Removedor magazine was founded in 1945 to counter the barrage of criticism from local Montevideo critics after Joaquín Torres-García was awarded the Gran Premio del Salón Nacional in 1944. Torres-García had just finished working with a group of students to paint the murals at the Hospital Saint Bois, and had published his most important book, Universalismo Constructivo. Sarandy Cabrera and Guido Castillo took turns writing the editorials for Removedor; both were staunch supporters of the maestro Torres-García and his Constructive Universalism. The AIAPE, for its part, was a prestigious publication that had been circulating in intellectual circles for eleven years and was known for its coverage of aesthetic and political conversations. The document “AIAPE, la víbora y Nadie” refers to an anonymous article in AIAPE (3rd period N° 1, September 1947, page 8) that harshly criticized the TTG (Taller Torres-García) and its second exhibition, the 38th since the group began its group events. The author of the critique discusses the homogenous and repetitive style of the paintings and wonders why Torres-García did not try to train his students to develop skillful techniques, instead of attempting “tricks” whose philosophical and pedagogical underpinnings they did not understand. The TTG’s 38th exhibition opened at the Ateneo in Montevideo on July 28, 1947. It was a tribute to the maestro Torres-García’s 73rd birthday, and included the works of 44 artists, including Manuel Aguiar, Julio Alpuy, Elsa Andrada, Daymán Antúnez, Sergio de Castro, José Gurvich, Anhelo Hernández, Nelsa Solano Gorga, Julio Mancebo, Francisco Matto, Jonio Montiel, Manuel Pailós, Américo Spósito, and Torres-García’s sons Augusto Torres and Horacio Torres.
It should also be noted that (probably, according to the AIAPE’s review) the artist who painted portraits in rural areas and sold them on the spot was Daymán Antúnez.
Faced with the spread of fascism, many intellectuals in the Río de la Plata region, especially those who were members of the PCU (Partido Comunista Uruguayo), adhered to the guidelines laid down by the Comintern (via “popular fronts”) and, as had been done in Buenos Aires the previous year, founded the AIAPE (Agrupación de Intelectuales, Artists, Periodistas y Escritores) in Montevideo. This group and its homonymous journal AIAPE replaced the CTIU (Confederación de Trabajadores Intelectuales de Uruguay) and its publication Movimiento. The AIAPE groups that were founded in various Latin American countries created a regional network of intellectuals and artists—which was originally formed in Argentina in 1935 at the urging of Aníbal Ponce (1898–1938)—whose goal was to combat the cultural decline caused by conservative and pro-fascist policies. The AIAPE groups operated in several Latin American countries, in different circumstances but driven by similar goals, with the support of regional Communist Parties, all of which were aligned with the USSR. The AIAPE journal’s efforts to bring together large groups of intellectuals to oppose the authoritarian measures in Uruguay—the 1933 coup d’état that brought the country under the thumb of the Gabriel Terra dictatorship and its fascist ideals—reflected the importance of the magazine. It underscored the association’s unconditional support of Republican Spain, thus expressing the solidarity of Uruguayan intellectuals who opposed the rise of classist and racist authoritarianism in Europe and the Americas.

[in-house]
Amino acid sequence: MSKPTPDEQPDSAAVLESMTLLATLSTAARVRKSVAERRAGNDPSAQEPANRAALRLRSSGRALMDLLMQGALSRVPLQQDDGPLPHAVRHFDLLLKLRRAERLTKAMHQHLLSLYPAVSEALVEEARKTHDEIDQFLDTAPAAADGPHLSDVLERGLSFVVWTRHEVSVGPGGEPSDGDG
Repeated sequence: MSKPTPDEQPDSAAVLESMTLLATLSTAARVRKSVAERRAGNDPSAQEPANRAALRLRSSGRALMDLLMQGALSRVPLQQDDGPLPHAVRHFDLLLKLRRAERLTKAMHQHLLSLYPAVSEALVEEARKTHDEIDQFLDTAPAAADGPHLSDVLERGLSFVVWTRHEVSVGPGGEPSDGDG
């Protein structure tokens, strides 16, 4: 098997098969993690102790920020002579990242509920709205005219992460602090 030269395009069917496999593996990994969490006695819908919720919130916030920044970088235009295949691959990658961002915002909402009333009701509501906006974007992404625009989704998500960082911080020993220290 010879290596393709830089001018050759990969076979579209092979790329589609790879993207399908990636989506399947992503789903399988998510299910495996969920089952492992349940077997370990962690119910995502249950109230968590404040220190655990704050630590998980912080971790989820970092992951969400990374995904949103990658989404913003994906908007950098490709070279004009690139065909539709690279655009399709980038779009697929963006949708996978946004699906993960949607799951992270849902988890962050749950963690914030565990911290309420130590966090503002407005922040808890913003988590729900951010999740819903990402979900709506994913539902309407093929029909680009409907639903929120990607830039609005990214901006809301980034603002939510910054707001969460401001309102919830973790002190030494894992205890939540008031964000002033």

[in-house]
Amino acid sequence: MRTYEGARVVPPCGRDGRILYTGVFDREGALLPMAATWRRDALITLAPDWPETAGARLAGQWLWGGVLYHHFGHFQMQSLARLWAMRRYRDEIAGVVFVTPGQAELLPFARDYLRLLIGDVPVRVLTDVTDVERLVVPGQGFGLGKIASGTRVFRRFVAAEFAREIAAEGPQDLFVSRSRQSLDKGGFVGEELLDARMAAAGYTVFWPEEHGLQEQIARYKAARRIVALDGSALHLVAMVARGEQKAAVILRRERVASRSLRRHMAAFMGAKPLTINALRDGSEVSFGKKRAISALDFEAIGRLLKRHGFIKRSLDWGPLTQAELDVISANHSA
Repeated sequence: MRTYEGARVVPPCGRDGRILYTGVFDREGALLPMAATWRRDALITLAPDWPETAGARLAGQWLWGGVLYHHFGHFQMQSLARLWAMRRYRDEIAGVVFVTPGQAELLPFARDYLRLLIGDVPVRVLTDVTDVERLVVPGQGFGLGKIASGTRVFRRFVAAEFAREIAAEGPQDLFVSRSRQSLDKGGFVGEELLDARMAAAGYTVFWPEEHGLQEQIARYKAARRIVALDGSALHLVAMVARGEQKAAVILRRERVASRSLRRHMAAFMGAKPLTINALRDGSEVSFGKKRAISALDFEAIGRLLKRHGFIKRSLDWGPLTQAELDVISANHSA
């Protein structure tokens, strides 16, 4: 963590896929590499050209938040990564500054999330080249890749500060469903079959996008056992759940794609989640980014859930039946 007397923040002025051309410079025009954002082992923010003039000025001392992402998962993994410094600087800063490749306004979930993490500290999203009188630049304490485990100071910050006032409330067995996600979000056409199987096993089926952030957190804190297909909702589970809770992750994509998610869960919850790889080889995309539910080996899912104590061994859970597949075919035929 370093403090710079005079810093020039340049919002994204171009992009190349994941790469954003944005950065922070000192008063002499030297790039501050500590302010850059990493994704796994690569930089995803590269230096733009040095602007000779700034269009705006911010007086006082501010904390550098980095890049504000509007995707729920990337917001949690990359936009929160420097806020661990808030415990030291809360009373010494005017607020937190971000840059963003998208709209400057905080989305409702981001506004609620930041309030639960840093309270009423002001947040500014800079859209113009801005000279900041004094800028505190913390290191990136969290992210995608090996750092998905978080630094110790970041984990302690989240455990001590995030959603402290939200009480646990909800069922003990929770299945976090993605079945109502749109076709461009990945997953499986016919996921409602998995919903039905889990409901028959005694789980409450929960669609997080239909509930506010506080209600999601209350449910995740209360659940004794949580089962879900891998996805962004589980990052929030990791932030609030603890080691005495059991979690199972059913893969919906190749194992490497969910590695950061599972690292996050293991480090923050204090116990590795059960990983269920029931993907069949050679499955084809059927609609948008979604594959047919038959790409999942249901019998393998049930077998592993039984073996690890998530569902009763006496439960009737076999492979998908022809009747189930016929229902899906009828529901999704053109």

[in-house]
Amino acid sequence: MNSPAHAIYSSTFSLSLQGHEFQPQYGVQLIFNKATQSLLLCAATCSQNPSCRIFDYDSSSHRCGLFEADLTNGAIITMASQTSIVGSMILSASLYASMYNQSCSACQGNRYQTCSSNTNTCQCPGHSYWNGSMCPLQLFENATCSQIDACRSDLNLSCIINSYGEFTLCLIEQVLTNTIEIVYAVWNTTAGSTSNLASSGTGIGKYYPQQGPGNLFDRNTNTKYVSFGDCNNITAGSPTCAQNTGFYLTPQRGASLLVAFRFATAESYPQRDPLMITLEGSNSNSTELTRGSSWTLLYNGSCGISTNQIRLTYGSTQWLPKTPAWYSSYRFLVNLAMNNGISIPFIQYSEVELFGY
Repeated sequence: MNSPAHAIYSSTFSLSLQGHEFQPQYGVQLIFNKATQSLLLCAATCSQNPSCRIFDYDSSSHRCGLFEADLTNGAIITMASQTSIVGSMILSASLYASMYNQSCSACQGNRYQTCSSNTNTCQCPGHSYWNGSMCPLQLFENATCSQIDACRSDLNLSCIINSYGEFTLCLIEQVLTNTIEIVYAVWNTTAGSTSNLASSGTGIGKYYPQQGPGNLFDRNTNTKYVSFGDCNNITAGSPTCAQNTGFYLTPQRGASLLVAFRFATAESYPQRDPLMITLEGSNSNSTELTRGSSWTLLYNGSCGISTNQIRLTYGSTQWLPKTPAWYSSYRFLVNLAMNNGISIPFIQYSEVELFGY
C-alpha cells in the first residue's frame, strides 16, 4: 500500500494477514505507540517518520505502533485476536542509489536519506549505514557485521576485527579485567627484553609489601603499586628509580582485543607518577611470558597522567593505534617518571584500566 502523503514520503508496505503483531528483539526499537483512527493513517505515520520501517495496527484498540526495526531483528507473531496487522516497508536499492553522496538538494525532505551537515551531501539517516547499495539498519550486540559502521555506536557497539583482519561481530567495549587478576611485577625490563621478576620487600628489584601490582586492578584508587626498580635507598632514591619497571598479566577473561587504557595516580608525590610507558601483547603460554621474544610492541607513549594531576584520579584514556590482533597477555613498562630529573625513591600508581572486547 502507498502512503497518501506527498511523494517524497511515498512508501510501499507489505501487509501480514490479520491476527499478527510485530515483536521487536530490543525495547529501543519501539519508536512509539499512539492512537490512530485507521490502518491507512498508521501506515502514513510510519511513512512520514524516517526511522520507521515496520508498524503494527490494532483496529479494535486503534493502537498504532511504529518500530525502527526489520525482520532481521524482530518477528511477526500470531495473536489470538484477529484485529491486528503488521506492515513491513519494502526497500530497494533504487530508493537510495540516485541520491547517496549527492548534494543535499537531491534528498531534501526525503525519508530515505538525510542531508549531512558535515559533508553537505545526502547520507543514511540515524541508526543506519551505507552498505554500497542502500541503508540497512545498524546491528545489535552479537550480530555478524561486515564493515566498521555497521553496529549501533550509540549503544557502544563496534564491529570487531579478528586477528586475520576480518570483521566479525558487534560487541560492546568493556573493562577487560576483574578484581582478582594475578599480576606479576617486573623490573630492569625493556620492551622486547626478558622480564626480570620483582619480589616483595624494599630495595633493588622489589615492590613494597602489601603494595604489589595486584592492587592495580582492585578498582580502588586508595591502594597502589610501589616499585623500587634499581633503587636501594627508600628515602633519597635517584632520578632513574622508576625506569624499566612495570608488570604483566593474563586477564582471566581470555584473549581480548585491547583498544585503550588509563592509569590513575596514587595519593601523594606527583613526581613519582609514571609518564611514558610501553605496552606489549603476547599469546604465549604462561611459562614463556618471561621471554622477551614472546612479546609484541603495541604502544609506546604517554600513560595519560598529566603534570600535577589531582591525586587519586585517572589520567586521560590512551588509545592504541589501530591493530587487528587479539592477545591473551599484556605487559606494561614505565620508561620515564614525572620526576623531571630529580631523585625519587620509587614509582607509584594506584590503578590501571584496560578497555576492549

[As complementary reading, see the ICAA digital archive for the following articles published in AIAPE: by Joaquín Torres-García “La exposición. [Amigos de España]” (1191197), “El Arte de Arzádum” (1223148), “El arte mejicano” (1225519), and “El arte de David Alfaro Siqueiros” (1238628); by Cipriano S. Vitureira “1er Salón Municipal de Artes Plásticas/Su contenido artístico” (1184568), “La libertad en Portinari” (1225346), “La pintura en el V Salón de Otoño” (1225672), “VIII Salón Nacional de Bellas Artes” (1211227), and “La pintura de Miguel Angel Pareja” (1223795).
See also by Justino Zavala Muniz “El artista y el Estado” (1216580); by Atahualpa del Cioppo “Arte simple” (1223119), “El jurado designado de la Comisión Nacional de Bellas Artes no contempla las aspiraciones de los plásticos” (1225373), and “Página de crítica y polémica. Las exposiciones” (1221503); by Carmelo de Arzádum “Las artes plásticas de 1936 a 1939” (1224706), and “Urruchúa (1224405); by Roberto Ibáñez (editor in chief), “Demetrio Urruchúa con Nosotros” (1223661), “Las exposiciones. Las remuneraciones artísticas” (1225449), “Los jurados del próximo Salón Nacional de Bellas Artes” (1225548), “La ética social del artista” (1223962), and “Plataforma de aspiraciones de los plásticos de la A.I.A.P.E.” (1225398); by Emilio Oribe “Michelena - Escultor” (1223386), and “Cultura en el orden internacional” (1223996); by Homero Clerici “Los estudiantes plásticos y la AIAPE [Agrupación de Intelectuales, Artistas, Periodistas, y Escritores]” (1225286); by Felipe Novoa “El grabador Carlos González” (1223870); by Gisleno Aguirre “La nueva Asociación de Artistas Plásticos” (1225166); by Orestes Baroffio “Objeto y Significación de Un Salón de Arte” (1210990); by Jesús Betancourt Díaz “Temas de discusión sobre la cultura Americana” (1225812); by Antonio Miguel Grompone “Cultura de liberación” (1226424); by Juvenal Ortiz Saralegui “Fuera del Salón Oficial” (1221528), and “Los jurados de los salarios artísticos de 1935 atentó contra la cultura” (1225596); by Leónidas Spatakis “Una opinión sobre el 6° Salón Nacional” (1225722); by Sofía Arzarello “Reconocimiento a Élie Faure” (1223458); by Marcel Gromaire “Sobre la querella del realismo” (1225636); and by C. L. “Teseo: los problemas del arte” (1223765).